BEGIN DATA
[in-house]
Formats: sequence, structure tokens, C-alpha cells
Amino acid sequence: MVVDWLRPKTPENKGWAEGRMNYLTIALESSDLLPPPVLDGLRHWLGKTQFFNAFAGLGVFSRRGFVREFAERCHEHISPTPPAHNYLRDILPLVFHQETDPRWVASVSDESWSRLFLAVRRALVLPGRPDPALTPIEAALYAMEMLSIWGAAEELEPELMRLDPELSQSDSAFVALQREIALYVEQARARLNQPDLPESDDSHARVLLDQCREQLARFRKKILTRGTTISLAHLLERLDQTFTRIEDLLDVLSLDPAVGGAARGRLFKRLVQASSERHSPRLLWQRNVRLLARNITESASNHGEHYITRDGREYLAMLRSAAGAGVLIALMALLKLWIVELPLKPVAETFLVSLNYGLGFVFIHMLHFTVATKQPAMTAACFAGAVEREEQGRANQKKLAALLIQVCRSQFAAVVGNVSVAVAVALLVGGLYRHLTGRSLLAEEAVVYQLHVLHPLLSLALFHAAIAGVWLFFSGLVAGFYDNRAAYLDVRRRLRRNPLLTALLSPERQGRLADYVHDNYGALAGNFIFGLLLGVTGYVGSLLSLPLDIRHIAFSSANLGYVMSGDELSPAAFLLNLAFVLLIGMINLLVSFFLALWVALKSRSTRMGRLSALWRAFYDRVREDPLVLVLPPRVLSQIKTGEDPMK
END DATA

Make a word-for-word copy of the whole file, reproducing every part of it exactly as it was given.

[in-house]
Formats: sequence, structure tokens, C-alpha cells
Amino acid sequence: MVVDWLRPKTPENKGWAEGRMNYLTIALESSDLLPPPVLDGLRHWLGKTQFFNAFAGLGVFSRRGFVREFAERCHEHISPTPPAHNYLRDILPLVFHQETDPRWVASVSDESWSRLFLAVRRALVLPGRPDPALTPIEAALYAMEMLSIWGAAEELEPELMRLDPELSQSDSAFVALQREIALYVEQARARLNQPDLPESDDSHARVLLDQCREQLARFRKKILTRGTTISLAHLLERLDQTFTRIEDLLDVLSLDPAVGGAARGRLFKRLVQASSERHSPRLLWQRNVRLLARNITESASNHGEHYITRDGREYLAMLRSAAGAGVLIALMALLKLWIVELPLKPVAETFLVSLNYGLGFVFIHMLHFTVATKQPAMTAACFAGAVEREEQGRANQKKLAALLIQVCRSQFAAVVGNVSVAVAVALLVGGLYRHLTGRSLLAEEAVVYQLHVLHPLLSLALFHAAIAGVWLFFSGLVAGFYDNRAAYLDVRRRLRRNPLLTALLSPERQGRLADYVHDNYGALAGNFIFGLLLGVTGYVGSLLSLPLDIRHIAFSSANLGYVMSGDELSPAAFLLNLAFVLLIGMINLLVSFFLALWVALKSRSTRMGRLSALWRAFYDRVREDPLVLVLPPRVLSQIKTGEDPMK